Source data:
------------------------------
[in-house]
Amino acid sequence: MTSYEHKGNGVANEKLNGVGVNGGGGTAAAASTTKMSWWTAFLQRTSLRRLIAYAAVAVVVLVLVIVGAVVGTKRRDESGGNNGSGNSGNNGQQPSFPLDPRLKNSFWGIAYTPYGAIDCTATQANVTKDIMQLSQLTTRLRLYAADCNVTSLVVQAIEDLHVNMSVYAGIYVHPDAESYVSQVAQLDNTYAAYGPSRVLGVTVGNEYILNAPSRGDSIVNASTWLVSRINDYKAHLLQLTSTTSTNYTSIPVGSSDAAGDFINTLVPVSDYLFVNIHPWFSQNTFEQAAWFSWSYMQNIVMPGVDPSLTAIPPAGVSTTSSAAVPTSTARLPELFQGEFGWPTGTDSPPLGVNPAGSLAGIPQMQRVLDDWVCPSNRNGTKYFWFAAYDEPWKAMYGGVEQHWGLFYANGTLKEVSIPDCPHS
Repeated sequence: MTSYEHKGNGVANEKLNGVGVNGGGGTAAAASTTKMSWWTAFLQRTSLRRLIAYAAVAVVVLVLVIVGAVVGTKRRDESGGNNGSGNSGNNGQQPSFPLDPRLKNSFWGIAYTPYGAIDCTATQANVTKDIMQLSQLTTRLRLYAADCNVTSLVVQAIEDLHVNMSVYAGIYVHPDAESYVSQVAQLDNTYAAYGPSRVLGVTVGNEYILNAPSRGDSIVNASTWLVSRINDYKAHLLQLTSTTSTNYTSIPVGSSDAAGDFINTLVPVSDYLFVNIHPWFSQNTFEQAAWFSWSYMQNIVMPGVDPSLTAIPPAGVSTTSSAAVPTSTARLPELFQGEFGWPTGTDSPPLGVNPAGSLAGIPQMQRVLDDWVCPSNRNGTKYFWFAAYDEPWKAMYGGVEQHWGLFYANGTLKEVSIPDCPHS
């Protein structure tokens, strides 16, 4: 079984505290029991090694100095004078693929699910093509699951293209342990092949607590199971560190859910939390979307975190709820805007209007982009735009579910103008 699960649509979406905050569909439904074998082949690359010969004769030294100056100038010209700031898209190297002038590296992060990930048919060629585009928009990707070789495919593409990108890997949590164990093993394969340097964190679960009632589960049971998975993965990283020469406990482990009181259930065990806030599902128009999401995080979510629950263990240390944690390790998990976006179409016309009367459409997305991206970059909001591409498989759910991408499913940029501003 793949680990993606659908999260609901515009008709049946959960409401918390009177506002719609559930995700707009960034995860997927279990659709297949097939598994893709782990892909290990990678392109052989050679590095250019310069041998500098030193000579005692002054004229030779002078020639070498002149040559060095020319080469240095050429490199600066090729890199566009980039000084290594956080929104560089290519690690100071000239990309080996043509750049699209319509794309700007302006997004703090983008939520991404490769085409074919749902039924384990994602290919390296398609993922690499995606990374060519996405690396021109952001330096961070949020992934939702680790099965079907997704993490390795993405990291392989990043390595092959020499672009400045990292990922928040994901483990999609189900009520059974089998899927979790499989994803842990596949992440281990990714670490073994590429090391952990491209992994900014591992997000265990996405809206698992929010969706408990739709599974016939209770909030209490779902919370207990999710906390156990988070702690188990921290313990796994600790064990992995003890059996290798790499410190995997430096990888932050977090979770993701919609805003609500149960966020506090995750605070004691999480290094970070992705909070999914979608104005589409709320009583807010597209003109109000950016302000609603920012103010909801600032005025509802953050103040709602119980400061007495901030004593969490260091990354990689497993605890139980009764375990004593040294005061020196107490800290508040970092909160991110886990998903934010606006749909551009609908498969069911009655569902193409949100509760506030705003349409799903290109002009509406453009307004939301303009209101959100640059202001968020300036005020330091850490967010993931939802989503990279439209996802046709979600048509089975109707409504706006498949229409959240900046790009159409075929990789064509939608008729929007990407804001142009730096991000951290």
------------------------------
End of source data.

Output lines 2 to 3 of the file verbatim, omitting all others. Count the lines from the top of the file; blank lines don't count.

Amino acid sequence: MTSYEHKGNGVANEKLNGVGVNGGGGTAAAASTTKMSWWTAFLQRTSLRRLIAYAAVAVVVLVLVIVGAVVGTKRRDESGGNNGSGNSGNNGQQPSFPLDPRLKNSFWGIAYTPYGAIDCTATQANVTKDIMQLSQLTTRLRLYAADCNVTSLVVQAIEDLHVNMSVYAGIYVHPDAESYVSQVAQLDNTYAAYGPSRVLGVTVGNEYILNAPSRGDSIVNASTWLVSRINDYKAHLLQLTSTTSTNYTSIPVGSSDAAGDFINTLVPVSDYLFVNIHPWFSQNTFEQAAWFSWSYMQNIVMPGVDPSLTAIPPAGVSTTSSAAVPTSTARLPELFQGEFGWPTGTDSPPLGVNPAGSLAGIPQMQRVLDDWVCPSNRNGTKYFWFAAYDEPWKAMYGGVEQHWGLFYANGTLKEVSIPDCPHS
Repeated sequence: MTSYEHKGNGVANEKLNGVGVNGGGGTAAAASTTKMSWWTAFLQRTSLRRLIAYAAVAVVVLVLVIVGAVVGTKRRDESGGNNGSGNSGNNGQQPSFPLDPRLKNSFWGIAYTPYGAIDCTATQANVTKDIMQLSQLTTRLRLYAADCNVTSLVVQAIEDLHVNMSVYAGIYVHPDAESYVSQVAQLDNTYAAYGPSRVLGVTVGNEYILNAPSRGDSIVNASTWLVSRINDYKAHLLQLTSTTSTNYTSIPVGSSDAAGDFINTLVPVSDYLFVNIHPWFSQNTFEQAAWFSWSYMQNIVMPGVDPSLTAIPPAGVSTTSSAAVPTSTARLPELFQGEFGWPTGTDSPPLGVNPAGSLAGIPQMQRVLDDWVCPSNRNGTKYFWFAAYDEPWKAMYGGVEQHWGLFYANGTLKEVSIPDCPHS